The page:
A statistical crossword puzzle to exercise your brain


I recently read a very interesting article describing how analytics is being used to detect cheating/copying/re-use in crossword puzzle creation, in some of the major news publications. This inspired me to try my hand at creating a totally new & unique crossword puzzle ... of course using SAS software! :)

My grandmother was a retired English teacher, and she loved to go through the local newspaper and mark all the incorrect spelling and grammar with a red pen, and then solve the crossword puzzle. But I was never much into crossword puzzles - I think I might have tried one or two when I was young, and never completely solved them. My complaint (or 'excuse') was that they used obscure words that I'd never heard of, and their clues were sometimes nonsensical.

So I decided to create a crossword puzzle using words that people familiar with statistics & analytics could relate to, and provide clues that were a bit more on-point (or at least hopefully clever).

So I dug out my good old colored grid code (that I had previously used to create a Pikachu, and a voter graph), and decided how I would structure my data to most easily plot on the grid, and in about 1/2 a day I came up with the following crossword puzzle grid:

Statistical crossword puzzle

Click the image above to see the interactive version, where you can hover your mouse over the boxes to see the 'hints' (if you have a mouse), or scroll down below the crossword to see the hints in a text table below it. My crossword is just a simple png file, so it won't let you enter text - you'll have to either print the file and fill it in with a pen, or copy the png file and scribble on it using an image editor like Paint.

I created my crossword using Proc Gmap and annotate, followed by a Proc Print table of the hints. Note that my crossword is the 'lazy' version, and the dark/non-letter boxes are not laid out in a symmetrical design like the major newspapers & magazines typically have. But as long as you're a statistician or analyst, and not a crossword puzzle aficionado, I think you'll have a lot of fun with it!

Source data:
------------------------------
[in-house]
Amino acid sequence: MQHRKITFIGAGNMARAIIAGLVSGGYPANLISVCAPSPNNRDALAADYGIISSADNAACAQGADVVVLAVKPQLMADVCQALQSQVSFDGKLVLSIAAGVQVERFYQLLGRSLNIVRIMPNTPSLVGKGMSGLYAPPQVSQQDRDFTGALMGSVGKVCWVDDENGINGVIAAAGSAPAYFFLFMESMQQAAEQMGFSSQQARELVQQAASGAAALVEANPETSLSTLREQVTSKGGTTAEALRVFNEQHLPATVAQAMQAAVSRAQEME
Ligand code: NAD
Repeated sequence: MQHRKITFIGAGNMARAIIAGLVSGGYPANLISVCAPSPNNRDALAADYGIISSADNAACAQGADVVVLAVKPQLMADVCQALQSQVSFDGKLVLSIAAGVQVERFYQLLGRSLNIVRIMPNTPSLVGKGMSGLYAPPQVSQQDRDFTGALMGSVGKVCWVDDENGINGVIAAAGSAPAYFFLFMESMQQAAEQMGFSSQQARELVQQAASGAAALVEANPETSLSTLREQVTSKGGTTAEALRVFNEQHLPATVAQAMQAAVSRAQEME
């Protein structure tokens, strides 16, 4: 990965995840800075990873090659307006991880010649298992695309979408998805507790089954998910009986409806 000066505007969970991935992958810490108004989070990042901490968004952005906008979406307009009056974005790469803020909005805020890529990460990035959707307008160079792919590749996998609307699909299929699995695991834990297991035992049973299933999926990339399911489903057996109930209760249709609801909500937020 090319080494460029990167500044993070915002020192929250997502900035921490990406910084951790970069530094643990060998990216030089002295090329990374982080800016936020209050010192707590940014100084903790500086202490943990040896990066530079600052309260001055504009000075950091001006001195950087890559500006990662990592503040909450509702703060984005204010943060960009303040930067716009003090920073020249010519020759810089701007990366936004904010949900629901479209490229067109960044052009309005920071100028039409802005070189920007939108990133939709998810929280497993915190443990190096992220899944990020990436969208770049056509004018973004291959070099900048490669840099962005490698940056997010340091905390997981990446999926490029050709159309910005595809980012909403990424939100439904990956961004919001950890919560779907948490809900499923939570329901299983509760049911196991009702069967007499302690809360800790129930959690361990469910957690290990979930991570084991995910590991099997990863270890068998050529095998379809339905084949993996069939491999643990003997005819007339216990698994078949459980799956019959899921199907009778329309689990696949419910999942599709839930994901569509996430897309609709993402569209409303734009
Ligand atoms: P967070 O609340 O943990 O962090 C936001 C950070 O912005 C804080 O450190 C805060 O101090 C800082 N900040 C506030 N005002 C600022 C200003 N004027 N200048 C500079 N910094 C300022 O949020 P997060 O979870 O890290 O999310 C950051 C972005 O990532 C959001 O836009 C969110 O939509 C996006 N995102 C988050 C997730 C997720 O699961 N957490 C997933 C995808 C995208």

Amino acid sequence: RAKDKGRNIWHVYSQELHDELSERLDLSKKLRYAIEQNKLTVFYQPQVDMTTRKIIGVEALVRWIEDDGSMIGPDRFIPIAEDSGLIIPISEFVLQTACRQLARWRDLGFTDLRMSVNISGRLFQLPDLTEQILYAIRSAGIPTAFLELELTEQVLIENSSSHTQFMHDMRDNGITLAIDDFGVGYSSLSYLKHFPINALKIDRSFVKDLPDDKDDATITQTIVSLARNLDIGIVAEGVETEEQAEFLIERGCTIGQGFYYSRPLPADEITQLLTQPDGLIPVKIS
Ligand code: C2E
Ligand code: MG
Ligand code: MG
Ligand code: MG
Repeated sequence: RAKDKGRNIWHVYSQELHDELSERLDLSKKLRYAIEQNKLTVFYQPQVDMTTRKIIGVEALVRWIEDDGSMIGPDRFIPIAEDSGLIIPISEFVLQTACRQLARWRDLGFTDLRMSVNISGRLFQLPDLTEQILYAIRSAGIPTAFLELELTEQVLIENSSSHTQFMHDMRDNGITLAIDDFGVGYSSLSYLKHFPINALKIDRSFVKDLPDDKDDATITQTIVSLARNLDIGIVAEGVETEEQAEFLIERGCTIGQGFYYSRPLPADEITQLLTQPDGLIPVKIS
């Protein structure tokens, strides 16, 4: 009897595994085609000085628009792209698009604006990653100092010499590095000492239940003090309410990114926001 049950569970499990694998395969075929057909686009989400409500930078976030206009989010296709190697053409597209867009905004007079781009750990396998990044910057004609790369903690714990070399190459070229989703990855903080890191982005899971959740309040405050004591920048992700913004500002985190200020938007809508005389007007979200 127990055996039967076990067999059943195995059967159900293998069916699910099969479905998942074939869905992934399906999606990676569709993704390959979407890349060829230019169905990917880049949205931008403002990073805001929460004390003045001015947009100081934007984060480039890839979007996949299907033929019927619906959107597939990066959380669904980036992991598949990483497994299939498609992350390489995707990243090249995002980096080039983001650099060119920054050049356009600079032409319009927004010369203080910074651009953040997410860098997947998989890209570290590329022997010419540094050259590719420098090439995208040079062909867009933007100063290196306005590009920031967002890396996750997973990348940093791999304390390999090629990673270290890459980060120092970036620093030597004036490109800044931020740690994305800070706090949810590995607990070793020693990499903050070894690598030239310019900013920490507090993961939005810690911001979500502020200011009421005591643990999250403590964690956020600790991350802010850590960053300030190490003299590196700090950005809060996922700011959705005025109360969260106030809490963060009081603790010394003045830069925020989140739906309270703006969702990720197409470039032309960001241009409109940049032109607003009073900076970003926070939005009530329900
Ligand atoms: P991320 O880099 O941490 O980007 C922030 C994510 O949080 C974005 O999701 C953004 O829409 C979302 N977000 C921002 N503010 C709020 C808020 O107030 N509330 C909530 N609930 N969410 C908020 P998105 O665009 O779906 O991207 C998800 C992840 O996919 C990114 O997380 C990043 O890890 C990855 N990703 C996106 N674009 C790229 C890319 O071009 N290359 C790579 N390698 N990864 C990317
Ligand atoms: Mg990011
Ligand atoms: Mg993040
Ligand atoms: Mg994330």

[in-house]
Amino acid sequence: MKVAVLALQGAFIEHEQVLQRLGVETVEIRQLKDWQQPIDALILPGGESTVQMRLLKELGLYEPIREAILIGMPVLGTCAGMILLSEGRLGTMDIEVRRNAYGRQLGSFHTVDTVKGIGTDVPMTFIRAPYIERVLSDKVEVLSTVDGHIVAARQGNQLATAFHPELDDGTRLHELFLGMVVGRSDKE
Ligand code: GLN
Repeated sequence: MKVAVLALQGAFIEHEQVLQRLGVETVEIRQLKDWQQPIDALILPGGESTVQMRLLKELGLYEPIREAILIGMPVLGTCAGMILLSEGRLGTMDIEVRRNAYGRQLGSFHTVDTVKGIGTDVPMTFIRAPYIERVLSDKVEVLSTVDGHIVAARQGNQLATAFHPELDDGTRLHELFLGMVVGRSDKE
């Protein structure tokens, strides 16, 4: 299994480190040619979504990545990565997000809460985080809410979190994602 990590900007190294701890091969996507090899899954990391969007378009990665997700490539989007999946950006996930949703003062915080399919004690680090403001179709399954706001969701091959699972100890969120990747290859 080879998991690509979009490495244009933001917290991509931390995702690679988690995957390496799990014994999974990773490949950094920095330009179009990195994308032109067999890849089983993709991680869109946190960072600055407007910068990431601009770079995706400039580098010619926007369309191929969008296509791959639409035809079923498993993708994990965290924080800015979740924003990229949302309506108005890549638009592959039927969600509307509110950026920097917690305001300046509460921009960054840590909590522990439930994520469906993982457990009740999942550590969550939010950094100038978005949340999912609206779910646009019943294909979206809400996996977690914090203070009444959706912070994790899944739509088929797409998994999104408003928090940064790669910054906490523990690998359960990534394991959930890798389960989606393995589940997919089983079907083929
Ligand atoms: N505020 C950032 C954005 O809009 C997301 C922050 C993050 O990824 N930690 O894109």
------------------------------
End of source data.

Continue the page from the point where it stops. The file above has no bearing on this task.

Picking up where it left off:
Check back in a few days, and I'll post the solution...


About Author

Robert Allison

The Graph Guy!

Robert has worked at SAS for over a quarter century, and his specialty is customizing graphs and maps - adding those little extra touches that help them answer your questions at a glance. His educational background is in Computer Science, and he holds a BS, MS, and PhD from NC State University.

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  2. Crossword puzzle and other games like Chess may be very helpful in playing our brain. As we have listen from our ancestors that as much as we play with our brain it will going to be more sharp.

  3. A fun exercise. I cheated on 3 or 4 answers though. One of which was 12 down, I'm embarrassed to admit.

    • Robert Allison
      Robert Allison on

      Sounds like you did pretty well! ... Perhaps if I create a puzzle every once in a while, I'll get better at it, and my readers will get used to my style of 'hints'! My goal is to create puzzles that people can complete! :)

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